Most Obfuscated Algorithm:
Ian Collier
Oxford University
57 Wyndham Avenue (home address)
BOLTON
BL3 4LG
England
Judges' comments:
To use:
make imc
./imc INTEGER
Try:
./imc 3
./imc 3
./imc 4
./imc 4
./imc 6
This entry's algorithm is as magic as its output!
Selected notes from the author:
This program may be compiled with an ANSI or K&R compiler. A few
harmless warnings are displayed only if "gcc -Wall" is used.
This entry is really a set of library functions, but an example
main function has been added so that the library can be tested. If
the program appears too large, consider that functions o and s can
each be separated from the rest of the program (except for the short
functions p and r, which they require) and used alone. However, the
main part of the program is the function e, which does require all the
other functions (apart from main).
The program should be supplied with an integer parameter. If no
parameter or an invalid parameter is given, then 5 is assumed. The
maximum parameter is determined only by the amount of cpu time, virtual
memory and display (or file) space available.
SPOILER:
OK, so you have probably seen magic square printers before. But what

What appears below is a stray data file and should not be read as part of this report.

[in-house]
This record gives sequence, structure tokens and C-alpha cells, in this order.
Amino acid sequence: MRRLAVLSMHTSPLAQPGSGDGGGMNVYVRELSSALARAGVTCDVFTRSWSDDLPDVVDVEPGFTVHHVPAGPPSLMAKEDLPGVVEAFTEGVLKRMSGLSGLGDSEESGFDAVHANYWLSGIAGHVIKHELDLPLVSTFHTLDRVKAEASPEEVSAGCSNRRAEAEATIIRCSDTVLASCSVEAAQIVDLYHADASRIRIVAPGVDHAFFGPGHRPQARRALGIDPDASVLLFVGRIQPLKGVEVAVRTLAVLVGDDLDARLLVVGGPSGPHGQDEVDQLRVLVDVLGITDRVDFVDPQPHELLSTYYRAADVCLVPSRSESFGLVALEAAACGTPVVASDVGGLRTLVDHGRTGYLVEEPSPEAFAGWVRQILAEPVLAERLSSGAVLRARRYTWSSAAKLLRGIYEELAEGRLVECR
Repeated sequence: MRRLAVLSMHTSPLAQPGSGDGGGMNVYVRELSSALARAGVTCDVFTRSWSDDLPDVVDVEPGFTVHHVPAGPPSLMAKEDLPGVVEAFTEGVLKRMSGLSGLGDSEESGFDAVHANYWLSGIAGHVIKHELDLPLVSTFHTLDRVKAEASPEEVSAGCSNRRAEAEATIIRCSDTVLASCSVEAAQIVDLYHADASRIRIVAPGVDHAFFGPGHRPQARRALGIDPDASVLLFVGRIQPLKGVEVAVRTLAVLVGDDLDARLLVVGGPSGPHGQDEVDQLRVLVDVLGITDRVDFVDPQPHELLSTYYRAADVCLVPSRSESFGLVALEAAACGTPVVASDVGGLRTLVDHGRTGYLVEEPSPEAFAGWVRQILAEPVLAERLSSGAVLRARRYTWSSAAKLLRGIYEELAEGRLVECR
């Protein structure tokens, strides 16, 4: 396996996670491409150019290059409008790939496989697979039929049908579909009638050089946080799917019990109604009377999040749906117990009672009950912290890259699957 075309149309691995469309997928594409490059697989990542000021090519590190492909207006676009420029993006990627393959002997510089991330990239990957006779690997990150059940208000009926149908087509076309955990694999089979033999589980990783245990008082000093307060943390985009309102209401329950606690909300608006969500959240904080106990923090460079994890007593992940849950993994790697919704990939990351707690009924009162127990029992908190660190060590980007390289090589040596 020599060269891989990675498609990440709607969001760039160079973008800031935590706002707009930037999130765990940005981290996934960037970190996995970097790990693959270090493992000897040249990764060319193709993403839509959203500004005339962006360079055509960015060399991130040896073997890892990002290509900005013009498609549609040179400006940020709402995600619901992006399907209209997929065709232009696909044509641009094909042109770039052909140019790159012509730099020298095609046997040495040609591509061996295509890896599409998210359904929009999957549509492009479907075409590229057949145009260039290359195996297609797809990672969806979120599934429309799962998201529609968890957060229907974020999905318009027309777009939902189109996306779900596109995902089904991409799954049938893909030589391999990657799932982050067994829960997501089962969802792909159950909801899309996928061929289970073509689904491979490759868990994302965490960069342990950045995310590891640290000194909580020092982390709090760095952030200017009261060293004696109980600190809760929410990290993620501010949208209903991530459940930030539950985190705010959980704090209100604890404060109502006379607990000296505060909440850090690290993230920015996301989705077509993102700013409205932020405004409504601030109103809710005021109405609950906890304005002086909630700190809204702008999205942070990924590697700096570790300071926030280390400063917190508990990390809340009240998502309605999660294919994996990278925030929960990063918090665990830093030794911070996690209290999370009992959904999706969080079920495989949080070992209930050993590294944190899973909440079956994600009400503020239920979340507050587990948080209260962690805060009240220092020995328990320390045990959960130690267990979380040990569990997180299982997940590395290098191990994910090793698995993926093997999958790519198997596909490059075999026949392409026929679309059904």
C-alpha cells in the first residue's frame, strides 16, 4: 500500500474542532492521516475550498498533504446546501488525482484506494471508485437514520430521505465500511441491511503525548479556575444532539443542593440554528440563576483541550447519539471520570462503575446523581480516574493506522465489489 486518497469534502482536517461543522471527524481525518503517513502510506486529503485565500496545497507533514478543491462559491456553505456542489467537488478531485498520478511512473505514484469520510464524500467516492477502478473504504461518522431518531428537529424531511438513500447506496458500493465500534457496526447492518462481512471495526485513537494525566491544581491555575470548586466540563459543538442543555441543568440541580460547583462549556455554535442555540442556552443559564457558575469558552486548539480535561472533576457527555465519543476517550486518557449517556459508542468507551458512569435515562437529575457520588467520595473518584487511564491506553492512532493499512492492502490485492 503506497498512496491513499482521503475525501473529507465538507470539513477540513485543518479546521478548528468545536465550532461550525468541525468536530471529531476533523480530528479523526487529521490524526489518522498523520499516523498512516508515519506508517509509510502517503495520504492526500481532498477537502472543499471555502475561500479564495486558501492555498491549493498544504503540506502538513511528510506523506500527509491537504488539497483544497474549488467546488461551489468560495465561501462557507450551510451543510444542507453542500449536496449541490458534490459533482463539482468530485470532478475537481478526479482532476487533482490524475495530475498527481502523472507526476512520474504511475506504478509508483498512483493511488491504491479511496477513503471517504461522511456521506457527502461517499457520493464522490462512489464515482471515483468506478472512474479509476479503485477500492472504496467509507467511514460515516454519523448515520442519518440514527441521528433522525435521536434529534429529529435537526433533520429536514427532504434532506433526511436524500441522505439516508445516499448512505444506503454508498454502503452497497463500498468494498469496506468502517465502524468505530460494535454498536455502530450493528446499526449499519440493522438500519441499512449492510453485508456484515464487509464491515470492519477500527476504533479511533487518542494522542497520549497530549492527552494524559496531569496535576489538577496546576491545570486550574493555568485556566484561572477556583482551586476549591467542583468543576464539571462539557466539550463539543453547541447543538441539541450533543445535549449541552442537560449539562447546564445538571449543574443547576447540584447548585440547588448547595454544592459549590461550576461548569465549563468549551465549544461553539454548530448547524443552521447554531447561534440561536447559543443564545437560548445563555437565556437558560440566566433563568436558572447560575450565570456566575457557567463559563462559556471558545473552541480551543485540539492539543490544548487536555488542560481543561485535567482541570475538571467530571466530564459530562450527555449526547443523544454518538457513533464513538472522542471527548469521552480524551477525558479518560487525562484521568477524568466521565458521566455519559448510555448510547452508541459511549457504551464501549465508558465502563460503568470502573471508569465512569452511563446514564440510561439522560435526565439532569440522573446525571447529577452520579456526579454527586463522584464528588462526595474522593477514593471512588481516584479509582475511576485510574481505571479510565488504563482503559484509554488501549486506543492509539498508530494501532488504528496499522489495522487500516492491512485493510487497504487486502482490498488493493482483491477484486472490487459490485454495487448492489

about one that deals with even sizes as well as odd ones, or one that
prints out a different one each time (or attempts to, at any rate)?
I have formatted the important functions o, s and e to show how useful
the word "for" is, and (in function e) how useful the words "if" and
"else" are. In fact, hardly anything happens that isn't in one of these
instructions. I did this in order to simplify the code - the algorithms
used to make the random squares are quite complex without being shrouded
in obfuscated code! :-) Incidentally, I was surprised to find out how
useful the exclusive-or operator was while writing function s.
Here are the descriptions of the functions in the library:
o(n,a,q,d): makes a magic square of order n when n is odd and at least 3.
s(n,a,q,d): makes a magic square of order n when n equals 4.
e(n,a,q,d): makes a magic square of order n when n is even and at least 6.
In the above, a (of type int*) points to an area of memory in which
the magic square will be stored and q (also of type int*) points to
an area of memory of length at least n*sizeof(int) bytes which can be
used as a work space. Both a and q must be allocated by the caller.
The integer parameter d, usually zero, indicates the length of a gap
which will be left between adjacent rows of the magic square.
The square which is returned will (or should) be a permutation of the
numbers 1 to n*n in which all rows and columns and the two diagonals
add up to n*(n*n+1)/2.
Copyright (c) 1994, Landon Curt Noll & Larry Bassel.
All Rights Reserved. Permission for personal, educational or non-profit use is
granted provided this this copyright and notice are included in its entirety
and remains unaltered. All other uses must receive prior permission in writing
from both Landon Curt Noll and Larry Bassel.